Not all edible crops need to be pollinated by bugs. Some don’t need bees, or other pollinators, at all; and some benefit from them but can still produce even if they are not around.
Here’s a list of what’s what:
What veggies need pollinators all the time:
• Melons and watermelons
• Tree fruits
Melons and cucumbers can be hand-pollinated, but it is a somewhat cumbersome task. In the case of blueberries you also need some cross-pollination. This is easy to do just by planting two different varieties.
What veggies can be pollinated with human help:
• Squashes, both winter and summer types—by hand
• Tomatoes—by hand or wind
• Eggplant—by hand or wind
• Peppers, both Hot and Sweet—by hand or wind
Squashes, with their rather large male and female flowers, are easy enough to hand pollinate. Just remember to get as much pollen on the female plant as you can. The more there is, the better the chances the fruit will develop well.
Wind-pollinated veggies, such as tomatoes, peppers and eggplant, are fertilized by the beating of bees’ and other insects’ wings. You can likewise give the plants a little shake, or hand pollinate using a small paintbrush or cotton swab. In the greenhouse you can help these veggies simply by adding a fan to move the pollen.
What veggies do not need pollinators to produce:
• All leafy greens
• Brassicas: broccoli, cauliflower, cabbage and kohlrabi
• Below ground root veggies and tubers such as carrots, parsnips, salsify, potatoes, sweet potatoes, horseradish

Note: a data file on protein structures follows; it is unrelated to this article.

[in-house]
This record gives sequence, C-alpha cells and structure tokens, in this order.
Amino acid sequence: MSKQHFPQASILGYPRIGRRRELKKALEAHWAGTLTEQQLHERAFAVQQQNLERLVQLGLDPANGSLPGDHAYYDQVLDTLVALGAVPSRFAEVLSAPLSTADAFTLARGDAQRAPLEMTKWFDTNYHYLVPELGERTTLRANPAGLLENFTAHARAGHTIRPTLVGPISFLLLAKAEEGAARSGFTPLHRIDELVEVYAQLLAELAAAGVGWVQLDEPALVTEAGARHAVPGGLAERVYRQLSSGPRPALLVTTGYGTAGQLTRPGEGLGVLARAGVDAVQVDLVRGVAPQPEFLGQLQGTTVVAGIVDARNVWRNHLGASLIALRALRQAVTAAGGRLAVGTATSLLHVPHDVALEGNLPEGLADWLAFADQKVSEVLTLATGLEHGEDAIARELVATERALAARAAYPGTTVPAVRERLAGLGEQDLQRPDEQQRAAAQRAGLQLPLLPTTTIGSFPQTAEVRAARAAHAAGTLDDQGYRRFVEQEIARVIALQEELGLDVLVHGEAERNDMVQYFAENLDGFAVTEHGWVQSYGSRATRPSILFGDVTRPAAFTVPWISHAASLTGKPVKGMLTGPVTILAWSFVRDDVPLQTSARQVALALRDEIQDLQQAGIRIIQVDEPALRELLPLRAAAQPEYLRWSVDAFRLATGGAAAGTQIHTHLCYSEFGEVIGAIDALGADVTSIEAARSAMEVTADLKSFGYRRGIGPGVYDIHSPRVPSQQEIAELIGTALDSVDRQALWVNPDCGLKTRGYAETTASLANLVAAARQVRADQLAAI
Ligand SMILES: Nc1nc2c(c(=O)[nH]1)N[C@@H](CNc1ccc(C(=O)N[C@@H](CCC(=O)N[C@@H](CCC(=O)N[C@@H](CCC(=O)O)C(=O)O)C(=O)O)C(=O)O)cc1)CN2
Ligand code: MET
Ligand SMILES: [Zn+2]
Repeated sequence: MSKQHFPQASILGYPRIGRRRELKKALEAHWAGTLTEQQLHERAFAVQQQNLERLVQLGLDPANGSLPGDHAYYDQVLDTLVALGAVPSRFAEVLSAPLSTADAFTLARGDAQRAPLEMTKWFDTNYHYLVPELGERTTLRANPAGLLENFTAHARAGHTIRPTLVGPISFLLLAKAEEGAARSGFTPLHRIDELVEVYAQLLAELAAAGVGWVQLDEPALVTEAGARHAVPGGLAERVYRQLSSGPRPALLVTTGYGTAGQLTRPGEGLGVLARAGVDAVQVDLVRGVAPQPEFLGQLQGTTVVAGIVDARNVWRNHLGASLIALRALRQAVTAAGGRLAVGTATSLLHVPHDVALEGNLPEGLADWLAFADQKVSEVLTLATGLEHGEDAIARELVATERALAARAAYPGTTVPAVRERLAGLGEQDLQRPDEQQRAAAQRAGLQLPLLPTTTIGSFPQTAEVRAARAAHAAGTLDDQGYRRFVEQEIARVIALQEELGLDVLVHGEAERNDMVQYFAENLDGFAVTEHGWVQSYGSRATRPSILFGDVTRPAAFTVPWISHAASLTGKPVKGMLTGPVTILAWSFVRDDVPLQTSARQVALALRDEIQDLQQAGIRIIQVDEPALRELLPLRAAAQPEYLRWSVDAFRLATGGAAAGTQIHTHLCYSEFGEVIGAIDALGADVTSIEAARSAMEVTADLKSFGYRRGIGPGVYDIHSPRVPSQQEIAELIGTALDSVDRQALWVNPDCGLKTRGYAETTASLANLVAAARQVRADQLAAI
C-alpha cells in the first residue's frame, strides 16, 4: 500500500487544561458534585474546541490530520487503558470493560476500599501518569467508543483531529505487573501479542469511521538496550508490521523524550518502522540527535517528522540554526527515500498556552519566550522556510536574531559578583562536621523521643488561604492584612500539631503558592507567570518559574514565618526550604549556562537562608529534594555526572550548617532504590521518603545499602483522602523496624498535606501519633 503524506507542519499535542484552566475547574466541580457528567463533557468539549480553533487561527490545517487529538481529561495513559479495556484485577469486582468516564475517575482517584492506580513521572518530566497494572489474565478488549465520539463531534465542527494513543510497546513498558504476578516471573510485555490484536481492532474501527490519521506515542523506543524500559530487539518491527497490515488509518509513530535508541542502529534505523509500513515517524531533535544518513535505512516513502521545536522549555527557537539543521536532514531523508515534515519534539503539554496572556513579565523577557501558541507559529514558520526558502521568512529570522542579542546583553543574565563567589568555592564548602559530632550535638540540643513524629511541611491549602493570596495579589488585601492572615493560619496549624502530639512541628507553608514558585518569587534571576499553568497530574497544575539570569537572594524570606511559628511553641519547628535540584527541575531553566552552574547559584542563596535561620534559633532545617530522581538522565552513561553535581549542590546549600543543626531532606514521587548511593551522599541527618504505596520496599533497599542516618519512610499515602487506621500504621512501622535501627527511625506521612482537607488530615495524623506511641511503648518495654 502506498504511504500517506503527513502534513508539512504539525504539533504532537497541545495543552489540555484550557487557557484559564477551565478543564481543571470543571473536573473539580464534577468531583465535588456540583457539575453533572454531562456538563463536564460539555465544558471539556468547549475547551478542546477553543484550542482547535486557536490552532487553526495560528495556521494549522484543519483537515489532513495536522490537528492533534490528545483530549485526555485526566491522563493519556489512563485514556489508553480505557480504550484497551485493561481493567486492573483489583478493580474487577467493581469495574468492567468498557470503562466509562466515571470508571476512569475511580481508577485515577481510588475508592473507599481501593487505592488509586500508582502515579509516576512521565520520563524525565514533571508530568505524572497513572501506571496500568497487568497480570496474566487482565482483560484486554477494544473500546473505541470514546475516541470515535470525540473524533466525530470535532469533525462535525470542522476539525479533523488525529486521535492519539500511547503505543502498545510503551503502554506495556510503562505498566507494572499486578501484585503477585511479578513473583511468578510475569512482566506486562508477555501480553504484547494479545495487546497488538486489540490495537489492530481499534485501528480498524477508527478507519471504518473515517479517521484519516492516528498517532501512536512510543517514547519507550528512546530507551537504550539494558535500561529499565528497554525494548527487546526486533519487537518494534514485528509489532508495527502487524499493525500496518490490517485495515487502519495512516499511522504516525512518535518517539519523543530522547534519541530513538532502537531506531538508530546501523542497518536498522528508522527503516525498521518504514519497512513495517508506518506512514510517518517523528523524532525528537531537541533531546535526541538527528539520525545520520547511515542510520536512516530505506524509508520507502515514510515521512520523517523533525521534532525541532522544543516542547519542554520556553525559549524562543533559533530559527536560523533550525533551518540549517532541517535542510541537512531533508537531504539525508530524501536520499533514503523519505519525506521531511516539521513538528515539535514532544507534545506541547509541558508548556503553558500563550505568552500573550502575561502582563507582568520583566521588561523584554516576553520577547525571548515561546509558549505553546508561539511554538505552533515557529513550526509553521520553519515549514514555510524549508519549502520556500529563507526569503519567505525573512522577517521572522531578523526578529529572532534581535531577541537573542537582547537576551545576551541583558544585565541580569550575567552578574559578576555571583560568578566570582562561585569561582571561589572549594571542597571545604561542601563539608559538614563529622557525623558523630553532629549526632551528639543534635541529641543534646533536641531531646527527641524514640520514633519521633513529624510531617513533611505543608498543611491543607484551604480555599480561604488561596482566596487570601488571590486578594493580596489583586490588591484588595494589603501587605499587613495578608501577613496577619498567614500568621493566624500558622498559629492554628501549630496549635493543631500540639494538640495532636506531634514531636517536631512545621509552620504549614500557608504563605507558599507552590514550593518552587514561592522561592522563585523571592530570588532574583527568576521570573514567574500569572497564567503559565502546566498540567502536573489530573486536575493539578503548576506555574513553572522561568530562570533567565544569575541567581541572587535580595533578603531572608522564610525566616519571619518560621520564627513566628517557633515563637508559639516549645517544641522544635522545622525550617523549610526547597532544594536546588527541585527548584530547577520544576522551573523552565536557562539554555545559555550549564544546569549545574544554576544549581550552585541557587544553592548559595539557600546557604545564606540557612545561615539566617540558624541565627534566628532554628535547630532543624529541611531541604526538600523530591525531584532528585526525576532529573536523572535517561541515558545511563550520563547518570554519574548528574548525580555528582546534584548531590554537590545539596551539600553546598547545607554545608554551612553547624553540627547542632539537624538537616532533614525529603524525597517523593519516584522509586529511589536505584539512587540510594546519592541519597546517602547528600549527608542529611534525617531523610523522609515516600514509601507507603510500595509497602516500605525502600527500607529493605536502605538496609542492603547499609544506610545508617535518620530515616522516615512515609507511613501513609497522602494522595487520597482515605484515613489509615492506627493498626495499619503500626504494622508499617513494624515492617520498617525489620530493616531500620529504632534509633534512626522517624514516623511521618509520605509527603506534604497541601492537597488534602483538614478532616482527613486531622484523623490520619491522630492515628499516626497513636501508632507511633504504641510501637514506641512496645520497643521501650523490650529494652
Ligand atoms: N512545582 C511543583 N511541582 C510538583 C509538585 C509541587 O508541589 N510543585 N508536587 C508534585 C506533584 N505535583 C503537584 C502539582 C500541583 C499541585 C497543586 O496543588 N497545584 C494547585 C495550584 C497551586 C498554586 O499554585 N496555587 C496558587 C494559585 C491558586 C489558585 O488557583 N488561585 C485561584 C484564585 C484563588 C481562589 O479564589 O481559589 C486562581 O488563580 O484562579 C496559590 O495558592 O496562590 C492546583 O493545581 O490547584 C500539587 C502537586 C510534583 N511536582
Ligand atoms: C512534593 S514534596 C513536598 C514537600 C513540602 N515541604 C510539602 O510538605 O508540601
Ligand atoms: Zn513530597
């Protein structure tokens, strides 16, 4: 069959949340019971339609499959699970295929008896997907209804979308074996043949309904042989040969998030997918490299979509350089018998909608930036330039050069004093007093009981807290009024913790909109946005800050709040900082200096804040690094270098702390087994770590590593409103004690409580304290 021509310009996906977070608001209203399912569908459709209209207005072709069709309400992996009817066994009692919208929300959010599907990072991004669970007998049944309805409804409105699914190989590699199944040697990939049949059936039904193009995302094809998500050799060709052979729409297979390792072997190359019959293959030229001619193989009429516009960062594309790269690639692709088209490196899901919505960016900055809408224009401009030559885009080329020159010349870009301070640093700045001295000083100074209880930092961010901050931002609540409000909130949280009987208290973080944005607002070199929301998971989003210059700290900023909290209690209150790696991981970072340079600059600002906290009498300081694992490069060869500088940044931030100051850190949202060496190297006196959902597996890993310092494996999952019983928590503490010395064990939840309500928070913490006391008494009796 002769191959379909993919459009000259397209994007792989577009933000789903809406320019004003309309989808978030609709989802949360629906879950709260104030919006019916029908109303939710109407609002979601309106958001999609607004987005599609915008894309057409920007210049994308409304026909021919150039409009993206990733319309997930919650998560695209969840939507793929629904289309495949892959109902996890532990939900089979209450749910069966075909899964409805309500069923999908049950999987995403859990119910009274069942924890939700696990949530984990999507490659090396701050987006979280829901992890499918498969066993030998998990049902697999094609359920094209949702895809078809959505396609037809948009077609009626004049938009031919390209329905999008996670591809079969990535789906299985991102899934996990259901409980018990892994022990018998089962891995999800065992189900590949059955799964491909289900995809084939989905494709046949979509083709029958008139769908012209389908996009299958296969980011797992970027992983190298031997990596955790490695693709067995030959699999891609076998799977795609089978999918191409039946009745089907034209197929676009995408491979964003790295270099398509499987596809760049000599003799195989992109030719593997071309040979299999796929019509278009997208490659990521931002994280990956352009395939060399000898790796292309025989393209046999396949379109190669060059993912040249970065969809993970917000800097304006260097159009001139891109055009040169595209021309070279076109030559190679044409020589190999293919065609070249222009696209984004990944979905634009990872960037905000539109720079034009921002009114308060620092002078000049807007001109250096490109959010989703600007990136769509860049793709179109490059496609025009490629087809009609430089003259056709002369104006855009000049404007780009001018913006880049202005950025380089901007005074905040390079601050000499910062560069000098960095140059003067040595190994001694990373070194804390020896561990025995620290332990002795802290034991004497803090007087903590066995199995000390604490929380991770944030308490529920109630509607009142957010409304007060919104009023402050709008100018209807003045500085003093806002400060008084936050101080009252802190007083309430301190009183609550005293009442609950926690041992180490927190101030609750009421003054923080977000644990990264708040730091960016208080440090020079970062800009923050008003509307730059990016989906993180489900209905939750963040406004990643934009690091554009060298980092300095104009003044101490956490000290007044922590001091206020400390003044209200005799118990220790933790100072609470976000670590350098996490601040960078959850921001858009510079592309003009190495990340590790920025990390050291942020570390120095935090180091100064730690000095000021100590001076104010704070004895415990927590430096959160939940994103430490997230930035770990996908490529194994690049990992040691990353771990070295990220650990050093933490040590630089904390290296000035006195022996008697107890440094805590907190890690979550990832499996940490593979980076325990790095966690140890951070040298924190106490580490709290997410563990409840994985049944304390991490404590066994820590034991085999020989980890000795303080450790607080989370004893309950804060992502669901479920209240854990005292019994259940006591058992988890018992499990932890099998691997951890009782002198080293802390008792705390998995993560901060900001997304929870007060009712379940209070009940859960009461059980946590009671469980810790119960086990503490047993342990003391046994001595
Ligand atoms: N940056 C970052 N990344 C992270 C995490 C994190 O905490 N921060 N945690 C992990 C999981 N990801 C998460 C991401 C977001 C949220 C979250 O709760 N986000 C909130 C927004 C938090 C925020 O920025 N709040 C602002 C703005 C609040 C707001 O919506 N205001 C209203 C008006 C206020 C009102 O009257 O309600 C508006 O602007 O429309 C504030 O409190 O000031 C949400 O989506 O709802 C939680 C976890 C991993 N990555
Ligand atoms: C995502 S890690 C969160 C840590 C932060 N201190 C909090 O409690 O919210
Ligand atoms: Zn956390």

• Ground level root veggies such as beets, turnips, rutabagas
• Most legumes including peas and beans
• Corn—like other wind pollinated veggies, giving them a little shake helps distribute the pollen.
• Herbs, like the lemon balm pictured
• Onions and leeks
These veggies will all grow by themselves when planted from seed.
Exceptions: There are a number of hybrids, some cucumbers and tomatoes for example, that are ‘parthinocarpic’. These varieties do not need to be pollinated and will not produce a viable seed, either. They are good for growing in greenhouses or where the availability of pollinators is limited.
To attract bees to your crops that need them, plant flowers they love. The closer they are to the veggies that need the help, the better your chances of pollination. Sunflowers are a particular favorite, and you can save and roast the seeds as well. We see that as a beautiful win-win.
Gardening Jones is a Pennsylvania master gardener. Learn more at her blog.